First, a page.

Many mothers envision having an uneventful pregnancy with little to no symptoms and the delivery of a healthy, full-term baby. Thankfully, most pregnancies and deliveries go on without a hitch.
However, for some expectant mothers, health problems do occur. The good news is that only 8% of pregnancies involve complications. These complications can involve the mother, baby or both. Even women who were healthy prior to getting pregnant can have complications.
Though not all complications can be prevented, getting early and regular prenatal care may help lower the risk of health problems before they become serious.
Common complications during pregnancy and delivery
Some common causes of and risk factors that can lead to health complications during pregnancy include:
Heart disease: In the U.S., cardiovascular disease (CVD) is now the leading cause of death in pregnancy and the postpartum period. It makes up 26.5% of pregnancy-related deaths, with higher rates of death among women of color and women with lower incomes, according to the American College of Obstetricians and Gynecologists.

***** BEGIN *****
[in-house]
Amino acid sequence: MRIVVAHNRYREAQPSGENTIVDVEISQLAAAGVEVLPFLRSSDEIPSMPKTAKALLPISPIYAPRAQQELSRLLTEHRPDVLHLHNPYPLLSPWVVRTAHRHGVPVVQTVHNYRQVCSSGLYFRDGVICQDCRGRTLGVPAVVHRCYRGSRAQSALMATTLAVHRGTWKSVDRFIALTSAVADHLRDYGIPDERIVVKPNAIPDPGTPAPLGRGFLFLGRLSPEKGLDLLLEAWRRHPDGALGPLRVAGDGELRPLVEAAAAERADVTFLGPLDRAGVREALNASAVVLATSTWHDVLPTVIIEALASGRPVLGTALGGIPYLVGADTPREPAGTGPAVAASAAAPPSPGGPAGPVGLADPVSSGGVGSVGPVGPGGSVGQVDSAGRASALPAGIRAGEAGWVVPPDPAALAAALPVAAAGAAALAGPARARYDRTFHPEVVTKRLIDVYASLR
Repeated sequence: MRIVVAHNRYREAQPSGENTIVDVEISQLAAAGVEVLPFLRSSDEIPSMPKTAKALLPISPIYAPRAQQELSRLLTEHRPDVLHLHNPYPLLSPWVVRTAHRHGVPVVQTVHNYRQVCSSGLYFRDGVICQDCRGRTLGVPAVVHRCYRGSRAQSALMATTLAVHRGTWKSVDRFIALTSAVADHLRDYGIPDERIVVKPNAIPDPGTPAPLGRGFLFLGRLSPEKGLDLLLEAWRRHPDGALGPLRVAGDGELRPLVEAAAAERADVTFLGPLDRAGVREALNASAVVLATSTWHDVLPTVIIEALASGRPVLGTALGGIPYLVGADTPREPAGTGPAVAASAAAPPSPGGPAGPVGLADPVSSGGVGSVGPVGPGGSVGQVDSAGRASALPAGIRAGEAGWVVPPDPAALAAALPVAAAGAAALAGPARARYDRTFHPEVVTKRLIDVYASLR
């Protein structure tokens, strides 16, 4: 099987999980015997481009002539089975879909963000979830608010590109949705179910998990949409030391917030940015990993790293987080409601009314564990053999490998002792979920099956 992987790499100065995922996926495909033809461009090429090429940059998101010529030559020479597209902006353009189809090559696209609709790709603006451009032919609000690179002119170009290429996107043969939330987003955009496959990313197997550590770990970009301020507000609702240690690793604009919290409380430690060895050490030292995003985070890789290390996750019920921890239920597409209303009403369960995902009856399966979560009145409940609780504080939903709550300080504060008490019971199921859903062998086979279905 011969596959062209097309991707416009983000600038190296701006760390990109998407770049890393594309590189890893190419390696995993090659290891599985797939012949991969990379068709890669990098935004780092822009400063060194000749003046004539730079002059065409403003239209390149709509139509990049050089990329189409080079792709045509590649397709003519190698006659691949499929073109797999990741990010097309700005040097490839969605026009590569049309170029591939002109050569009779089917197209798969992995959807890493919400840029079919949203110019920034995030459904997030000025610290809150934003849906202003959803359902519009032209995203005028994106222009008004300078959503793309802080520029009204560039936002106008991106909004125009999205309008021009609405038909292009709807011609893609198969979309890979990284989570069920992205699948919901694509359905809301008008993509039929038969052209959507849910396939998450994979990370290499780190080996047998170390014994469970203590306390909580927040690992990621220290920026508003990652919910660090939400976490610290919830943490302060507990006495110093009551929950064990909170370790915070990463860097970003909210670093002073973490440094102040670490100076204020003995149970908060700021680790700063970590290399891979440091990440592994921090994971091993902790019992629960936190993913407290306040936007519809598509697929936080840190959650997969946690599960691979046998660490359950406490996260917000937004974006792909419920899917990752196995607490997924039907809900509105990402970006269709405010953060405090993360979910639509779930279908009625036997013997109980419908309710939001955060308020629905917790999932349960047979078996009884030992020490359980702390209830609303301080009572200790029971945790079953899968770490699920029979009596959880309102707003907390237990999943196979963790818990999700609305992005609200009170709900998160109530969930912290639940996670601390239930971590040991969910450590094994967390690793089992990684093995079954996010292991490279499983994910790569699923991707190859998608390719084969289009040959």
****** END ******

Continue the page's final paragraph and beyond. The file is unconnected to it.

Pregnancy makes the heart work harder. In fact, the amount of blood in your body can increase by up to 50% when you’re pregnant. This causes your heart to pump more blood out to the body and causes your heart rate to increase, around 10-15 beats more per minute. Most of these changes are generally normal; however, in pregnant women with preexisting heart conditions they can increase the risk of complications. Some common heart conditions during pregnancy that can increase a woman’s risk of complications can include heart failure, high blood pressure, heart attack and arrhythmia. If you have a heart condition, you should be seen by a cardiologist (heart specialist) and a high-risk obstetrician before and during pregnancy.
- Warning signs and symptoms (during pregnancy):
- Chest pain
- Shortness of breath
- Difficulty breathing while sleeping
Gestational diabetes: Gestational diabetes is a type of diabetes that can develop during pregnancy in women who don’t already have diabetes. Every year, 2% to 10% of pregnancies in the U.S. are affected by gestational diabetes. This condition typically develops during the middle of pregnancy and leads to high levels of blood sugar. It occurs when a woman’s body can’t make enough insulin during pregnancy. It’s important to manage this condition with the support of a healthcare provider. Otherwise, it can increase your risk of early delivery; cause your baby to grow very large, which can lead to difficult labor; and raise your chances of developing type 2 diabetes.